The Latino forum’s purpose was to discuss collaboration opportunities, but more than anything it exposed a growing chasm among the community’s leadership as it struggles to address long-standing problems such as lagging educational achievement, health inequality, and immigration-related issues.
The forum hosted last week by Adelante, the Latino and Community Resource Center, drew more than 100 Latino leaders and community activists to the Sofia Quintero Art & Cultural Center in South Toledo.
Toledo City Councilman Adam Martinez said that because state and federal funding is shrinking, Latinos’ best strategy to promote community projects and programs is to “start talking to our state legislators and representatives before funding decisions are made.”
“I hate to rain on anyone’s parade, but there’s only so many dollars out there,” said state Sen. Edna Brown (D., Toledo), who also addressed the Latino community during the meeting. “We have excellent projects submitted, but we can’t fund all of them. So, we want to see if some of these things can be combined.”
Several longtime Latino leaders rebuked Mr. Martinez and Senator Brown.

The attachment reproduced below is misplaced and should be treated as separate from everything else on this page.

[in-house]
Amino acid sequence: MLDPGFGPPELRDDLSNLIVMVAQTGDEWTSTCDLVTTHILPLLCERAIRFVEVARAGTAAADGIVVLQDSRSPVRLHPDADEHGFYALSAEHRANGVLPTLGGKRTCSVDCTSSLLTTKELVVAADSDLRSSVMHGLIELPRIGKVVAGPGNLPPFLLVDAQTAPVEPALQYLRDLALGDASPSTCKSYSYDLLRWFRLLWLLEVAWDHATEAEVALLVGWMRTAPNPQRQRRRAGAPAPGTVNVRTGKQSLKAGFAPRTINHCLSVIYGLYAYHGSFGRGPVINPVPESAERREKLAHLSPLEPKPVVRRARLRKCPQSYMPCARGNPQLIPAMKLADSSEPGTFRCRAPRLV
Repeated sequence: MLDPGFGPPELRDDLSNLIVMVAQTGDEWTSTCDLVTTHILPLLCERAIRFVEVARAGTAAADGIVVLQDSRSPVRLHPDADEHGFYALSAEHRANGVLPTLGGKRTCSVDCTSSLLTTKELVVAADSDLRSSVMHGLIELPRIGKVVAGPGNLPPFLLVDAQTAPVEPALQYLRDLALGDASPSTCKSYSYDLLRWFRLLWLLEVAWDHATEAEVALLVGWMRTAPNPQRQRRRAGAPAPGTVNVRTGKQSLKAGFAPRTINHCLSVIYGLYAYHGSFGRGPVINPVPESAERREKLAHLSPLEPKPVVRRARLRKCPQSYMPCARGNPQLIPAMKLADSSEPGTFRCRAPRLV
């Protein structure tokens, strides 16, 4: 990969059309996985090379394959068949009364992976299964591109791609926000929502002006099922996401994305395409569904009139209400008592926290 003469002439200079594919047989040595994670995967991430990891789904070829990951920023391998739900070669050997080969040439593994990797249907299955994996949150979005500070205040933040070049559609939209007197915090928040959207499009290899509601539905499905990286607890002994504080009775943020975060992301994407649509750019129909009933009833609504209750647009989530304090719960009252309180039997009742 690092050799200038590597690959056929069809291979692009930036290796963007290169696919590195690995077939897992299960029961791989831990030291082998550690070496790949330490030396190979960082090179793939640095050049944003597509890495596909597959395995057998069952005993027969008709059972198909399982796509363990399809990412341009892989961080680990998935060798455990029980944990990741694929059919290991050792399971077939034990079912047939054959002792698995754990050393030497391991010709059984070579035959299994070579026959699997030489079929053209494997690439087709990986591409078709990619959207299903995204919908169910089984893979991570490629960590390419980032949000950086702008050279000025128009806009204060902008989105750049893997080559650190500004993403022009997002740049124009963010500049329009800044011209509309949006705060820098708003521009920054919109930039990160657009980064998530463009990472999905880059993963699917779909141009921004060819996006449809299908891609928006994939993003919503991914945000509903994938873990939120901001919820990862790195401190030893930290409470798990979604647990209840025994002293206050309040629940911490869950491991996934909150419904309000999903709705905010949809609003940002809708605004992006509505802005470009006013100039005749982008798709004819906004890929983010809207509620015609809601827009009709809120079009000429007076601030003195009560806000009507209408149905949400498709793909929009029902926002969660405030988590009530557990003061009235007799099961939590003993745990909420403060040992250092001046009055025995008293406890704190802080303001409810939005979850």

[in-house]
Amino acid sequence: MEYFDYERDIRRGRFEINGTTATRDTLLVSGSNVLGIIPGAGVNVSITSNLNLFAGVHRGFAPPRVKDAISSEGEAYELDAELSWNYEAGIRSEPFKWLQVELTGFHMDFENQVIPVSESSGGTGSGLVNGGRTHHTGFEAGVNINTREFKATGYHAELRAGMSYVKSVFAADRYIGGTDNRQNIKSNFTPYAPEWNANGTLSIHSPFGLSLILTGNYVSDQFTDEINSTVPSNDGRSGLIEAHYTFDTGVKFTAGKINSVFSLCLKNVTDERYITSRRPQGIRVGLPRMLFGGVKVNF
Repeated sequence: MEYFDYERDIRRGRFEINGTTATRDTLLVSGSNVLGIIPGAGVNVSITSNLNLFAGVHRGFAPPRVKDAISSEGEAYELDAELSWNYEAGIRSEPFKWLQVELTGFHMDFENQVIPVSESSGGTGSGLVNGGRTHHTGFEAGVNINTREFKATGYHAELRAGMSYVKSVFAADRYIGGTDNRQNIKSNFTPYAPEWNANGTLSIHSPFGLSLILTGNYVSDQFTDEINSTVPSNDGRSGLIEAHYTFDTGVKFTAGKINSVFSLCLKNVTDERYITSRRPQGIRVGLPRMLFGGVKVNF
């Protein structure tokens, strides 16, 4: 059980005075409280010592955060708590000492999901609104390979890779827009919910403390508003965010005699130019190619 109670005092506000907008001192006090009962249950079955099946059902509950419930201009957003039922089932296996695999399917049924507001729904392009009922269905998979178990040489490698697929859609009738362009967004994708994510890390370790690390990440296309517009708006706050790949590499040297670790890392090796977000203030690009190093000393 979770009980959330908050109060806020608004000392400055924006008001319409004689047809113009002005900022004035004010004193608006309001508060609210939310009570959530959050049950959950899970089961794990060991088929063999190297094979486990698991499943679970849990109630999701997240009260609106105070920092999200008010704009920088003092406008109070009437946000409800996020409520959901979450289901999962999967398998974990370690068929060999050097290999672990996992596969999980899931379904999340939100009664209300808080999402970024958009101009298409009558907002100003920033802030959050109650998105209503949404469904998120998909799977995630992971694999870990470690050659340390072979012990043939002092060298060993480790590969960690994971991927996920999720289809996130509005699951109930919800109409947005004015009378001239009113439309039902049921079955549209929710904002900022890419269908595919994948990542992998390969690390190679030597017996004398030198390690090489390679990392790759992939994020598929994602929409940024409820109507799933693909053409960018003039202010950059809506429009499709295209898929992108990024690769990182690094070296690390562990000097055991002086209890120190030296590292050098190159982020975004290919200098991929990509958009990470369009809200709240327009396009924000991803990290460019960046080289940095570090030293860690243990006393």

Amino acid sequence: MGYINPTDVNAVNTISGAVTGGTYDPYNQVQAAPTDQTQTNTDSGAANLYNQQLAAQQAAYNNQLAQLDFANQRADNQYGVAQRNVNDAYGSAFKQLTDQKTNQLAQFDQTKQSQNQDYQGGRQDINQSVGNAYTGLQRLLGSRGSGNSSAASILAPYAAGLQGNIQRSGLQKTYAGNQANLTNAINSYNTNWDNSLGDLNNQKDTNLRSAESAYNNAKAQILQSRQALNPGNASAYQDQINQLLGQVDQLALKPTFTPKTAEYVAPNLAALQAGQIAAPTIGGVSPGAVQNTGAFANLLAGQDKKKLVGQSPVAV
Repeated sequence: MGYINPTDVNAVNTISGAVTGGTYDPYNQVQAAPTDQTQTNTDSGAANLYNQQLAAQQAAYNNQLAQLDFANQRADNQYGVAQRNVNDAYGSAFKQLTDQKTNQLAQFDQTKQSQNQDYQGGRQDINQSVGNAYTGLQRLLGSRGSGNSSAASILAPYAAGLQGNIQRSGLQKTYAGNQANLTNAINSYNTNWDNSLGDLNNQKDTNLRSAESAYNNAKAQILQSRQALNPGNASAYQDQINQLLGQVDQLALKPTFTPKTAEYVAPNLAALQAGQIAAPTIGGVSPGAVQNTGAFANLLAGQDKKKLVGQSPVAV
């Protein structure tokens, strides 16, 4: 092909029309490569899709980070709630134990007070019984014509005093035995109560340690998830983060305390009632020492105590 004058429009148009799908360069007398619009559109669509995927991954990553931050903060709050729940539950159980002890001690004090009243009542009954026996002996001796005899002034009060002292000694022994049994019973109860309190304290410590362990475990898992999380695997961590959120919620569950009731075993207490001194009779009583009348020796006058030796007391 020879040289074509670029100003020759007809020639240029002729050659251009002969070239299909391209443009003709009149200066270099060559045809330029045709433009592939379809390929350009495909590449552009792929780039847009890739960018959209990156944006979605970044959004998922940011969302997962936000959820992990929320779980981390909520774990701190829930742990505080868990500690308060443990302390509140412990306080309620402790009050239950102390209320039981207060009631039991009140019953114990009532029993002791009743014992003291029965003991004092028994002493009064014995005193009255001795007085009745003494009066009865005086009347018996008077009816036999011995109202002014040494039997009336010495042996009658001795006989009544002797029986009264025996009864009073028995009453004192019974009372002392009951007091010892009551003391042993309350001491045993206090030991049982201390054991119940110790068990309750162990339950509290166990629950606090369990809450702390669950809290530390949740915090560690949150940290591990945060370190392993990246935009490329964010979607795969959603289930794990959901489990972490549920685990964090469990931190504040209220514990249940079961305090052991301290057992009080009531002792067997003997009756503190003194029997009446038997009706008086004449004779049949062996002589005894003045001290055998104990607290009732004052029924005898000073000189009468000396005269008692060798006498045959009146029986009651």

Community activist Margarita De Leon reminded Senator Brown, who is African-American, that she is always lobbying to ensure the black community gets funding.
“There’s a ton of money out there; but we never get any,” Ms. De Leon said with a glare toward the senator. “... The symphony, orchestra and other mainstream organizations always get funding. What we ask for is a pittance. We just want a piece of the pie.”
Baldemar Velasquez, president of Toledo-based Farm Labor Organizing Project, told those in attendance that it was time for the Latino community to become more aggressive in speech and actions.
“I’m tired of this mentality of ‘What are we’re going to do?’ ” he said. “We’re not asking for handouts, we’re asking for what’s rightfully ours as taxpayers.”
Mr. Velasquez, one of Lucas County’s most respected Latino leaders, also publicly reprimanded many of the Latinos gathered at the meeting.
He questioned many of those who call themselves “leaders” and asked, “What have you done that makes you a leader?”
“I’ve been organizing protests and marches and rallies for decades, and I’ve never seen most of you at any of them,” Mr. Velasquez said. “Exactly who do you lead?”
He encouraged the Latino community to get on boards such as the United Way and other organizations where they can effect change.
Contact Federico Martinez at: email@example.com or 419-724-6154.